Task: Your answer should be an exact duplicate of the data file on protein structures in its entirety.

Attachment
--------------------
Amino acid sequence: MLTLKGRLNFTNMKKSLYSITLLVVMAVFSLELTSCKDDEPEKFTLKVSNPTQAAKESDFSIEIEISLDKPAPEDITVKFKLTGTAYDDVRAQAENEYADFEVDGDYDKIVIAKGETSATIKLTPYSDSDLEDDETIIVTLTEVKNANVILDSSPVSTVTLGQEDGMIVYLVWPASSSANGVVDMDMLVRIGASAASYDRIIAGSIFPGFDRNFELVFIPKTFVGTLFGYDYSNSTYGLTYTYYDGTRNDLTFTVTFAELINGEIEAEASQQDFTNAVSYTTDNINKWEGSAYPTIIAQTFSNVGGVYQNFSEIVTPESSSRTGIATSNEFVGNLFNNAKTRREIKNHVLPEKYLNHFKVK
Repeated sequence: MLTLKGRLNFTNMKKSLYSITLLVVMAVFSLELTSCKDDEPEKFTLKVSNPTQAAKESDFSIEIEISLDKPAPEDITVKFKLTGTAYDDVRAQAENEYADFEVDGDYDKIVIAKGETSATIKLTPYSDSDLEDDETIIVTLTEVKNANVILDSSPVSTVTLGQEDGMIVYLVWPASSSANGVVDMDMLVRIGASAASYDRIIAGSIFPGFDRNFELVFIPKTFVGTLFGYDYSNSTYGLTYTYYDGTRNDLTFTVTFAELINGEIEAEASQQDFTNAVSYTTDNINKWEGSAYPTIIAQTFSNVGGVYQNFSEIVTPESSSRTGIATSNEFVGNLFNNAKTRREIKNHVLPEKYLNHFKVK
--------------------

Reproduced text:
Amino acid sequence: MLTLKGRLNFTNMKKSLYSITLLVVMAVFSLELTSCKDDEPEKFTLKVSNPTQAAKESDFSIEIEISLDKPAPEDITVKFKLTGTAYDDVRAQAENEYADFEVDGDYDKIVIAKGETSATIKLTPYSDSDLEDDETIIVTLTEVKNANVILDSSPVSTVTLGQEDGMIVYLVWPASSSANGVVDMDMLVRIGASAASYDRIIAGSIFPGFDRNFELVFIPKTFVGTLFGYDYSNSTYGLTYTYYDGTRNDLTFTVTFAELINGEIEAEASQQDFTNAVSYTTDNINKWEGSAYPTIIAQTFSNVGGVYQNFSEIVTPESSSRTGIATSNEFVGNLFNNAKTRREIKNHVLPEKYLNHFKVK
Repeated sequence: MLTLKGRLNFTNMKKSLYSITLLVVMAVFSLELTSCKDDEPEKFTLKVSNPTQAAKESDFSIEIEISLDKPAPEDITVKFKLTGTAYDDVRAQAENEYADFEVDGDYDKIVIAKGETSATIKLTPYSDSDLEDDETIIVTLTEVKNANVILDSSPVSTVTLGQEDGMIVYLVWPASSSANGVVDMDMLVRIGASAASYDRIIAGSIFPGFDRNFELVFIPKTFVGTLFGYDYSNSTYGLTYTYYDGTRNDLTFTVTFAELINGEIEAEASQQDFTNAVSYTTDNINKWEGSAYPTIIAQTFSNVGGVYQNFSEIVTPESSSRTGIATSNEFVGNLFNNAKTRREIKNHVLPEKYLNHFKVK